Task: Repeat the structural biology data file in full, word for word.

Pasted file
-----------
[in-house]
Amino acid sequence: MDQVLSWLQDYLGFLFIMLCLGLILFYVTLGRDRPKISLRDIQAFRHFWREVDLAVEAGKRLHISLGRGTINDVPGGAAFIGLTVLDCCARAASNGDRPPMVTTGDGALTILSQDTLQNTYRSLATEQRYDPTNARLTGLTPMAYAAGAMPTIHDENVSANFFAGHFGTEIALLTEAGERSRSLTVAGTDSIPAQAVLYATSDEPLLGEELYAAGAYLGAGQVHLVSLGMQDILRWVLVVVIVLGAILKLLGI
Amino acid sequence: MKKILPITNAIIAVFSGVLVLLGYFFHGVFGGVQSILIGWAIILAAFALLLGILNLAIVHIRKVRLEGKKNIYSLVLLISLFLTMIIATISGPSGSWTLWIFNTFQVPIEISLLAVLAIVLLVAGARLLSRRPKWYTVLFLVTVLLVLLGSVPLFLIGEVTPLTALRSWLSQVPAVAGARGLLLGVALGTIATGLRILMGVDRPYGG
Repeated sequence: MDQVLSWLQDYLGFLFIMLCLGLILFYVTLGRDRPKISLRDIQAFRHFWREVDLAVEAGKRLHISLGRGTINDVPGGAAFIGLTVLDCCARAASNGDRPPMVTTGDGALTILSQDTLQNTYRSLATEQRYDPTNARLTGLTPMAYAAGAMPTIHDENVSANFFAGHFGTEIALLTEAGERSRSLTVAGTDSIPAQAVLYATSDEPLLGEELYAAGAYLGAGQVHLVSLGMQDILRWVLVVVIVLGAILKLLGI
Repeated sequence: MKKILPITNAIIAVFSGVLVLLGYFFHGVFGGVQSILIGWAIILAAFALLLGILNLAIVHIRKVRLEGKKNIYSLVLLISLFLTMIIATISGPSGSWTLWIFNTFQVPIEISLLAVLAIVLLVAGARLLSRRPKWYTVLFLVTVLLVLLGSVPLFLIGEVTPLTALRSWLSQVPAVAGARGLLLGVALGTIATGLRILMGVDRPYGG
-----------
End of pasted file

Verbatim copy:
[in-house]
Amino acid sequence: MDQVLSWLQDYLGFLFIMLCLGLILFYVTLGRDRPKISLRDIQAFRHFWREVDLAVEAGKRLHISLGRGTINDVPGGAAFIGLTVLDCCARAASNGDRPPMVTTGDGALTILSQDTLQNTYRSLATEQRYDPTNARLTGLTPMAYAAGAMPTIHDENVSANFFAGHFGTEIALLTEAGERSRSLTVAGTDSIPAQAVLYATSDEPLLGEELYAAGAYLGAGQVHLVSLGMQDILRWVLVVVIVLGAILKLLGI
Amino acid sequence: MKKILPITNAIIAVFSGVLVLLGYFFHGVFGGVQSILIGWAIILAAFALLLGILNLAIVHIRKVRLEGKKNIYSLVLLISLFLTMIIATISGPSGSWTLWIFNTFQVPIEISLLAVLAIVLLVAGARLLSRRPKWYTVLFLVTVLLVLLGSVPLFLIGEVTPLTALRSWLSQVPAVAGARGLLLGVALGTIATGLRILMGVDRPYGG
Repeated sequence: MDQVLSWLQDYLGFLFIMLCLGLILFYVTLGRDRPKISLRDIQAFRHFWREVDLAVEAGKRLHISLGRGTINDVPGGAAFIGLTVLDCCARAASNGDRPPMVTTGDGALTILSQDTLQNTYRSLATEQRYDPTNARLTGLTPMAYAAGAMPTIHDENVSANFFAGHFGTEIALLTEAGERSRSLTVAGTDSIPAQAVLYATSDEPLLGEELYAAGAYLGAGQVHLVSLGMQDILRWVLVVVIVLGAILKLLGI
Repeated sequence: MKKILPITNAIIAVFSGVLVLLGYFFHGVFGGVQSILIGWAIILAAFALLLGILNLAIVHIRKVRLEGKKNIYSLVLLISLFLTMIIATISGPSGSWTLWIFNTFQVPIEISLLAVLAIVLLVAGARLLSRRPKWYTVLFLVTVLLVLLGSVPLFLIGEVTPLTALRSWLSQVPAVAGARGLLLGVALGTIATGLRILMGVDRPYGG